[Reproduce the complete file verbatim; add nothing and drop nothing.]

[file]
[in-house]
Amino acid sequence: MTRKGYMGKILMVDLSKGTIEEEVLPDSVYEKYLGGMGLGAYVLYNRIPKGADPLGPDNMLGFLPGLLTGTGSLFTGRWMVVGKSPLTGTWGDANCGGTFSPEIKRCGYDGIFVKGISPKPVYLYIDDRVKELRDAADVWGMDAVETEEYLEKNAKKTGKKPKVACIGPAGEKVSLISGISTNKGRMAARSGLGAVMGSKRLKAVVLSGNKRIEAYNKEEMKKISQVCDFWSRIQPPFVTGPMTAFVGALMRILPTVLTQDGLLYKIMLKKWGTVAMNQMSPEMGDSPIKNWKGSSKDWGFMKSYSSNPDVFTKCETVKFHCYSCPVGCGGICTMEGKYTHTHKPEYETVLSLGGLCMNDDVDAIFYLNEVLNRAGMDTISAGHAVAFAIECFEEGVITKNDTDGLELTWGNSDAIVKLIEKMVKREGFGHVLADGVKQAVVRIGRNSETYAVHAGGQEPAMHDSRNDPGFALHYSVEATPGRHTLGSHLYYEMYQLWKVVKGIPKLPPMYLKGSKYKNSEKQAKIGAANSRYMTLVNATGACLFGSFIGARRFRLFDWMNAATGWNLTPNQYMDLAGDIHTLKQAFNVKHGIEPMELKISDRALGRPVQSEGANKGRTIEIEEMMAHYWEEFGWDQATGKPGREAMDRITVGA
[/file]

[in-house]
Amino acid sequence: MTRKGYMGKILMVDLSKGTIEEEVLPDSVYEKYLGGMGLGAYVLYNRIPKGADPLGPDNMLGFLPGLLTGTGSLFTGRWMVVGKSPLTGTWGDANCGGTFSPEIKRCGYDGIFVKGISPKPVYLYIDDRVKELRDAADVWGMDAVETEEYLEKNAKKTGKKPKVACIGPAGEKVSLISGISTNKGRMAARSGLGAVMGSKRLKAVVLSGNKRIEAYNKEEMKKISQVCDFWSRIQPPFVTGPMTAFVGALMRILPTVLTQDGLLYKIMLKKWGTVAMNQMSPEMGDSPIKNWKGSSKDWGFMKSYSSNPDVFTKCETVKFHCYSCPVGCGGICTMEGKYTHTHKPEYETVLSLGGLCMNDDVDAIFYLNEVLNRAGMDTISAGHAVAFAIECFEEGVITKNDTDGLELTWGNSDAIVKLIEKMVKREGFGHVLADGVKQAVVRIGRNSETYAVHAGGQEPAMHDSRNDPGFALHYSVEATPGRHTLGSHLYYEMYQLWKVVKGIPKLPPMYLKGSKYKNSEKQAKIGAANSRYMTLVNATGACLFGSFIGARRFRLFDWMNAATGWNLTPNQYMDLAGDIHTLKQAFNVKHGIEPMELKISDRALGRPVQSEGANKGRTIEIEEMMAHYWEEFGWDQATGKPGREAMDRITVGA